The policy also states that any “cardholder who makes unauthorized purchases or carelessly uses the Super Card will be liable for the total dollar amount of such unauthorized purchases plus any administrative fees … The cardholder will also be subject to disciplinary and possibly criminal action.”
Joining Minner in Denver were New Jersey Gov. Jon Corzine and Pennsylvania Gov. Ed Rendell, but neither spent state money on their trips, according to their offices. Rendell, who is president of the National Governors Association, spoke at the convention but paid for his trip with leftover campaign funds, according to Chuck Ardo, Rendell’s press secretary.
“There is no way he would have ever thought about charging the state for his travel,” Ardo said. The state does not pay for political trips, Ardo said, including some of Rendell’s travels as NGA president. When Rendell travels to Washington, D.C., to conduct business for Pennsylvania – for instance, recent trips to lobby Congress for stimulus money – the state might pick up some of the tab.
Robert Corrales, Corzine’s deputy press secretary, said New Jersey law bars the use of state funds for political functions. Corzine paid for his trip to Denver out of his own pocket, Corrales said.
Slow to answer request
Minner’s office did not release the travel documents until the last business day of her second term as governor. The News Journal first asked for the documents through a Freedom of Information request filed on Dec. 16, more than a month earlier.
While she was in office, Minner’s staff refused to release her trip schedules, claiming an exemption under the state’s Freedom of Information Act. William Bush, Minner’s legal counsel who now works for the House, said the exemption has been used to conceal Minner’s schedule from the public since she took office.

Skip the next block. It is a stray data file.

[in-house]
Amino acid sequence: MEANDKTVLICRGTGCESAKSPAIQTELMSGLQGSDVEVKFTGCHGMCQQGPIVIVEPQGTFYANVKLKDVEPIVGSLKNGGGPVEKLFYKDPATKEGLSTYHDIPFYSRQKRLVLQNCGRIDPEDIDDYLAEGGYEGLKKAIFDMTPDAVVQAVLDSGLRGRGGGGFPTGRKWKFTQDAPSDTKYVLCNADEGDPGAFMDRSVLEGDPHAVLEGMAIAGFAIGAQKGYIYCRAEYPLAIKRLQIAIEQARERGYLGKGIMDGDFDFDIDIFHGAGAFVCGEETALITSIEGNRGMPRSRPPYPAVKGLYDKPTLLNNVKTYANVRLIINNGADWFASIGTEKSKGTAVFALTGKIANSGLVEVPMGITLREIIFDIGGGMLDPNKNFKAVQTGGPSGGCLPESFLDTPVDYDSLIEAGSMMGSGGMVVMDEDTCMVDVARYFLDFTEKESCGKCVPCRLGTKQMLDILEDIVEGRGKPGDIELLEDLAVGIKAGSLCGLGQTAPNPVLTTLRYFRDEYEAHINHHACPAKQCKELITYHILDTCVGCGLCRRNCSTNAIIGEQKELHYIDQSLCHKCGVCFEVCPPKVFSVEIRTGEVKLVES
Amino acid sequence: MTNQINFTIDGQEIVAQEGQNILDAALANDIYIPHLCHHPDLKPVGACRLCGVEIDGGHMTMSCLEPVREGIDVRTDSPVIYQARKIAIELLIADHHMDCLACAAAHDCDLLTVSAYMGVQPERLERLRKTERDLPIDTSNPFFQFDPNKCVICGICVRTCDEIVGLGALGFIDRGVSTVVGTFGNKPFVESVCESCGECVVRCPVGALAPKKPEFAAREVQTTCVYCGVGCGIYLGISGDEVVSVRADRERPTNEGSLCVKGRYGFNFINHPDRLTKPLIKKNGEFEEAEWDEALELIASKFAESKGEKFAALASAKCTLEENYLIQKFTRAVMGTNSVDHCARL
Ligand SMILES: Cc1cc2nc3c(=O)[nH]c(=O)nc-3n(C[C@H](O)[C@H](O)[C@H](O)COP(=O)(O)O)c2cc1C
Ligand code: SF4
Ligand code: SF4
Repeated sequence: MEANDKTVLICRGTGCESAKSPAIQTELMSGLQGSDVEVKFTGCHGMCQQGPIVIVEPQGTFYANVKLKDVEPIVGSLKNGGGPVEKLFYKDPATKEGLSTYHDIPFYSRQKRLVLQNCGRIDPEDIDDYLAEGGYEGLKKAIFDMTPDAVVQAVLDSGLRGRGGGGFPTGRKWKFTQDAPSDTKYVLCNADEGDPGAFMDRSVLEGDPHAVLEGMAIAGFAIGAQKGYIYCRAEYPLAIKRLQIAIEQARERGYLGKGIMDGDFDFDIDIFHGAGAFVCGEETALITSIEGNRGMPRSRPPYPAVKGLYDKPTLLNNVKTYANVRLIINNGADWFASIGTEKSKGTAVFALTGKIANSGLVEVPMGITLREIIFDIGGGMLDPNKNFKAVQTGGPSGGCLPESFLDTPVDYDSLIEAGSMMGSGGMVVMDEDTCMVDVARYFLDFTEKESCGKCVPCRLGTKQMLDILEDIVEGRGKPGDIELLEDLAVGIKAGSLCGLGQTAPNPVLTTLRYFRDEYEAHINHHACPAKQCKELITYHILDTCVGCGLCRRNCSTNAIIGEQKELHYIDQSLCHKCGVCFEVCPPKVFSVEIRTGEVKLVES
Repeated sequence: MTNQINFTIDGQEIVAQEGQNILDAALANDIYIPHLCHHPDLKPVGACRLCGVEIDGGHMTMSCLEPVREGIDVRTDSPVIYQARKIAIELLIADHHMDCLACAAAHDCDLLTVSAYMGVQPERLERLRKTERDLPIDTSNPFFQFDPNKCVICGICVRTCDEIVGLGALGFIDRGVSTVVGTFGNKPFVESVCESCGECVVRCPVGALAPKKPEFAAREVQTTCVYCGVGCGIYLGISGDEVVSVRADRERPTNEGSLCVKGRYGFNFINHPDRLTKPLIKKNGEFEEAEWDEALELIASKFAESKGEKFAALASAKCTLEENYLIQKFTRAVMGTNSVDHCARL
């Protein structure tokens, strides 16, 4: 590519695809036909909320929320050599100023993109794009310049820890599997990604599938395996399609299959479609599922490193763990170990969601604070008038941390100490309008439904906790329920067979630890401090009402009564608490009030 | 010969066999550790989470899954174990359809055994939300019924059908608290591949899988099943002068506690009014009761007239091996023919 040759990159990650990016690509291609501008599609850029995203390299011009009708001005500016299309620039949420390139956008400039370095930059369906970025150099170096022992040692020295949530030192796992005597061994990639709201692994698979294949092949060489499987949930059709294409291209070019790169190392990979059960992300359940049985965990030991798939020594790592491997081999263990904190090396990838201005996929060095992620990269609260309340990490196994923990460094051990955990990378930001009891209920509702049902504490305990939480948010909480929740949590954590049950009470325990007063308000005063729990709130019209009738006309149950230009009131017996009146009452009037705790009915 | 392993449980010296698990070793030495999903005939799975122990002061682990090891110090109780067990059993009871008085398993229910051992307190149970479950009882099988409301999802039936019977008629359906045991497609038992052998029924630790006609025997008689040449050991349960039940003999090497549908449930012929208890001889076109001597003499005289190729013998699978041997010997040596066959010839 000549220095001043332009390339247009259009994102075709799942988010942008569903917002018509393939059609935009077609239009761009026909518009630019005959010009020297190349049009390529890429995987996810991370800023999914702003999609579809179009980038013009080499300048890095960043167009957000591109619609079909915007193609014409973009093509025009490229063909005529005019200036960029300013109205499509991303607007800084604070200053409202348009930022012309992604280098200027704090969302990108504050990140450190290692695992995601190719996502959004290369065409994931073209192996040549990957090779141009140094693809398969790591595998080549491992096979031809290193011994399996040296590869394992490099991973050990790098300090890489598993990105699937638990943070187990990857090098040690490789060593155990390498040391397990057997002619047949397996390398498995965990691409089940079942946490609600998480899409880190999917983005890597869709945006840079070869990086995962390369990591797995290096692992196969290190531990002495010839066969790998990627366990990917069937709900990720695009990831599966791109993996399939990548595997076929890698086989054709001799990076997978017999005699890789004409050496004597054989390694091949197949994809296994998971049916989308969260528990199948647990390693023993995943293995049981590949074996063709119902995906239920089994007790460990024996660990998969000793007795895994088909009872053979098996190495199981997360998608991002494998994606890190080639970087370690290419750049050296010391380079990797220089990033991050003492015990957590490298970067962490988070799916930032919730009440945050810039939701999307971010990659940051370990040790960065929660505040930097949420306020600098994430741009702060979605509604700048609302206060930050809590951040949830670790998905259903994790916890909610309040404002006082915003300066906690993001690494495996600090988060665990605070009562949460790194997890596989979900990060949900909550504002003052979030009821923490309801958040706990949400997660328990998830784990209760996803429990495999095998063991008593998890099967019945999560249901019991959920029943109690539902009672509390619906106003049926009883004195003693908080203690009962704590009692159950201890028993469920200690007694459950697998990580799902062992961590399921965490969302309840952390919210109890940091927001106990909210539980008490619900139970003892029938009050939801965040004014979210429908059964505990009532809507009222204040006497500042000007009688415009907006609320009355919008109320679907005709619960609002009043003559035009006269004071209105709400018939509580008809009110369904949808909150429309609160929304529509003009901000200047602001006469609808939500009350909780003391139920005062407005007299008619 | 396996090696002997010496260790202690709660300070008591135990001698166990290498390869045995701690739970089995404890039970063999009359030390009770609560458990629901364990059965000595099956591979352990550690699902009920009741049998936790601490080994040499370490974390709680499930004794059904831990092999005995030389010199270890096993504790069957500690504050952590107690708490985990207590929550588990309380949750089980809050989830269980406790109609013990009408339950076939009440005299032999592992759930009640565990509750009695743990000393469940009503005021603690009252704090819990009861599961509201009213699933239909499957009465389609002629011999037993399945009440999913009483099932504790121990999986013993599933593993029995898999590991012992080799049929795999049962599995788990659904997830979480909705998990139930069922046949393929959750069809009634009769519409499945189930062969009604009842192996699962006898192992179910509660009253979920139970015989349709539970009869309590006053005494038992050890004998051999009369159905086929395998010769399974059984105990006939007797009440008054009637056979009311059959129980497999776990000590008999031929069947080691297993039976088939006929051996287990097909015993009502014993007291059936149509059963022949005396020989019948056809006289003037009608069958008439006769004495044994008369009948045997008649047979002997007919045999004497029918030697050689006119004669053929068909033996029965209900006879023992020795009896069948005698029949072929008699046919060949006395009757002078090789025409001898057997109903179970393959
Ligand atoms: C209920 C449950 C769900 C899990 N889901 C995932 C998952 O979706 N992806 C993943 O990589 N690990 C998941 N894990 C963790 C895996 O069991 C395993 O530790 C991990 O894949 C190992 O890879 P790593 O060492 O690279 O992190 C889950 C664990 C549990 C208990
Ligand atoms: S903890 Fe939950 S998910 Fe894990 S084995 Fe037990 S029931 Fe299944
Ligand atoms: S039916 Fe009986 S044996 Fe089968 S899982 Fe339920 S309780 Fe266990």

Attorney General’s Office spokesman Jason Miller declined to comment on Minner’s expenses. Delaware’s attorney general, Biden’s son Beau, also traveled to Iowa to campaign for his dad and Obama. Beau Biden is on leave from the state after deploying with his National Guard unit to Iraq. Miller said Beau Biden did not spend state money on his father’s campaign.
With the state facing a budget crisis, Minner froze jobs and asked for 7 percent cuts, but placed no restrictions on her travel budget.
Over the last six months of 2008, Minner spent $13,180 of her annual $14,000 travel budget, some of which she later repaid. From July to December, Minner made eight trips out of state.
Minner’s six-month travel bill does not include expenses she may have incurred in January, attending the Capitol Hill swearing-in of Sen. Ted Kaufman or inaugural events for Kaufman’s former boss, Vice President Biden. Nor is it clear if the total accounts for the travel expenses of her bodyguard or other security, figures Delaware officials refused to disclose to The News Journal.
The trips had another compounding expense: lawmakers and other state officials sometimes accompanied Minner on her trips. Because receipts for lawmakers’ travel are maintained by the General Assembly’s staff, those records do not fall under the state’s FOIA legislation and are not available to the public. A bill awaiting debate in the House would remove such exemptions for the General Assembly.
For a trip to the U.S. Virgin Islands, Sen. Thurman Adams, Rep. George Carey and Rep. Helene Keeley joined the governor during her stay at the Frenchman’s Reef Marriott Hotel on the resort island of St. Thomas. The longtime political colleagues were attending the Council of State Governments’ Eastern Region executive committee meeting. In December, The News Journal requested the Virgin Islands travel expenses for Adams, Carey and Keeley, but the state Office of Management and Budget denied the request, saying those records are housed with the General Assembly, which is exempt.
At that conference, Minner made a presentation about then-President-elect Obama’s November visit to the National Governors Association meeting in Philadelphia. The only problem was, Minner did not attend the Dec. 2 meeting in Philadelphia with Obama. Neither at the time nor since has she said why she gave a presentation about an event she did not attend.
Minner said in an interview Friday that she opted to travel to the Virgin Islands because she was invited to speak at the conference. “At that time, we knew times were bad, but we knew we were going to do some of that on our own.”